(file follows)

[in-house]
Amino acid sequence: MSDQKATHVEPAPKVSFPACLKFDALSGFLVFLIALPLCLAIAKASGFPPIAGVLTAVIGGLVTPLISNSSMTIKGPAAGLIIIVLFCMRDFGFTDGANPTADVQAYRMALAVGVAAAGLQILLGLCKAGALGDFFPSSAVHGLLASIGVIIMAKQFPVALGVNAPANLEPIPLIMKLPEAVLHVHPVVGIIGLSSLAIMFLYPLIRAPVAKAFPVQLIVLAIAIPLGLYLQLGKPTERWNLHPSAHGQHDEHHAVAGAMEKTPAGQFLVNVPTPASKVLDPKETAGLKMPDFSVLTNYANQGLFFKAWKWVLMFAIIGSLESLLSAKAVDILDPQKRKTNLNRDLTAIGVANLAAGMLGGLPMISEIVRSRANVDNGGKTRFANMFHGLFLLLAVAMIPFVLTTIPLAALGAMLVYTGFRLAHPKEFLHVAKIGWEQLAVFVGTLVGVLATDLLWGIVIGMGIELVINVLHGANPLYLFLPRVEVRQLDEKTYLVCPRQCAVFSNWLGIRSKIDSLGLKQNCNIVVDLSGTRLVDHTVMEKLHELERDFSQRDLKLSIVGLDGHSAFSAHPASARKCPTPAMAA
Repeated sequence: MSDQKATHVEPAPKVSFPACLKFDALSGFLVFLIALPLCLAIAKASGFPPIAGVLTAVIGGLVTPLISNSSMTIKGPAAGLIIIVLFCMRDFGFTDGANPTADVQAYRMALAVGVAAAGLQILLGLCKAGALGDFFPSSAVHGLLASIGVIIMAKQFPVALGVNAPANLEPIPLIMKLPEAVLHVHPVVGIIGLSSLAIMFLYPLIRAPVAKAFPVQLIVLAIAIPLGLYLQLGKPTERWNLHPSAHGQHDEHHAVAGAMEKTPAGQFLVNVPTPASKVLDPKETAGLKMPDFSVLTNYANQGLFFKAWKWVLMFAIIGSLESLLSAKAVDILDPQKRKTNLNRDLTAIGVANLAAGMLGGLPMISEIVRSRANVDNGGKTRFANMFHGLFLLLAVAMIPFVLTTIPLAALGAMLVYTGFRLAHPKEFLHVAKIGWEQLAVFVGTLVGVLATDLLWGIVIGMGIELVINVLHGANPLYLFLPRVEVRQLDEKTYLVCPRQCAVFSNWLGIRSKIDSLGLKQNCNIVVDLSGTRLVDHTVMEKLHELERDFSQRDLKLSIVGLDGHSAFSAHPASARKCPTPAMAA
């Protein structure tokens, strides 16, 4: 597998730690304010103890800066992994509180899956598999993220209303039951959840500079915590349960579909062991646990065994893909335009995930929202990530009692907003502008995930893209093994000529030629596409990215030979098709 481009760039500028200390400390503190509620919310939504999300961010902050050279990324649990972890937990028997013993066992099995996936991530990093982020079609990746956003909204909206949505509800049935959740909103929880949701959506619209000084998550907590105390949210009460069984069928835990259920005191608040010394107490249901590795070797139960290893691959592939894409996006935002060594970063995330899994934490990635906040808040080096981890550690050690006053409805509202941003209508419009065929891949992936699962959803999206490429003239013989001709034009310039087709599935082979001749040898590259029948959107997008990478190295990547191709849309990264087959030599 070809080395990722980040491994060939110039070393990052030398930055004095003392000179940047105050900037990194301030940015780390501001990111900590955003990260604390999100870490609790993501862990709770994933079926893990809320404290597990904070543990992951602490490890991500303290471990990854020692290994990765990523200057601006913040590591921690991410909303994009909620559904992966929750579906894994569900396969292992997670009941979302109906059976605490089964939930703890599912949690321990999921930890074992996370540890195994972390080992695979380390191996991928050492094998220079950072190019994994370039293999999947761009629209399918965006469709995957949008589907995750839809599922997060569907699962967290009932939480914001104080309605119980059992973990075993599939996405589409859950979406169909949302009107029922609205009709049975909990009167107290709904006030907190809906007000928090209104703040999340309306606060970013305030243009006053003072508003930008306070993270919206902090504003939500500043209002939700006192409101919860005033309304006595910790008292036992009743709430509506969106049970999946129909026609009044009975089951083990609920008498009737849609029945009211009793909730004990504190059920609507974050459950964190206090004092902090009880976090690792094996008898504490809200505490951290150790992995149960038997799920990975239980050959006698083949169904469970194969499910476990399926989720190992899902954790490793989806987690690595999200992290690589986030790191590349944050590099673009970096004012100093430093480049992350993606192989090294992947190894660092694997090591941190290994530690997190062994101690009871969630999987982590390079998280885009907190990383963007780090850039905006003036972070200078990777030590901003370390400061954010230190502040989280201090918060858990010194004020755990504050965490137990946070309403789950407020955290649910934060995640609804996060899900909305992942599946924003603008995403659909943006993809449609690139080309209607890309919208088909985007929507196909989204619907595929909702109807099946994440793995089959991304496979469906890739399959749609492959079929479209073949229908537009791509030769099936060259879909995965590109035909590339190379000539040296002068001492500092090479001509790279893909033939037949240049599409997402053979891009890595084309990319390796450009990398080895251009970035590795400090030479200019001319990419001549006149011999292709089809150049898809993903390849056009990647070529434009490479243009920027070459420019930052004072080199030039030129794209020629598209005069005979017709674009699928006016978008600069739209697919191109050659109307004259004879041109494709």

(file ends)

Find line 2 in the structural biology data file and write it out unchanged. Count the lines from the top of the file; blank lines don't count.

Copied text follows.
Amino acid sequence: MSDQKATHVEPAPKVSFPACLKFDALSGFLVFLIALPLCLAIAKASGFPPIAGVLTAVIGGLVTPLISNSSMTIKGPAAGLIIIVLFCMRDFGFTDGANPTADVQAYRMALAVGVAAAGLQILLGLCKAGALGDFFPSSAVHGLLASIGVIIMAKQFPVALGVNAPANLEPIPLIMKLPEAVLHVHPVVGIIGLSSLAIMFLYPLIRAPVAKAFPVQLIVLAIAIPLGLYLQLGKPTERWNLHPSAHGQHDEHHAVAGAMEKTPAGQFLVNVPTPASKVLDPKETAGLKMPDFSVLTNYANQGLFFKAWKWVLMFAIIGSLESLLSAKAVDILDPQKRKTNLNRDLTAIGVANLAAGMLGGLPMISEIVRSRANVDNGGKTRFANMFHGLFLLLAVAMIPFVLTTIPLAALGAMLVYTGFRLAHPKEFLHVAKIGWEQLAVFVGTLVGVLATDLLWGIVIGMGIELVINVLHGANPLYLFLPRVEVRQLDEKTYLVCPRQCAVFSNWLGIRSKIDSLGLKQNCNIVVDLSGTRLVDHTVMEKLHELERDFSQRDLKLSIVGLDGHSAFSAHPASARKCPTPAMAA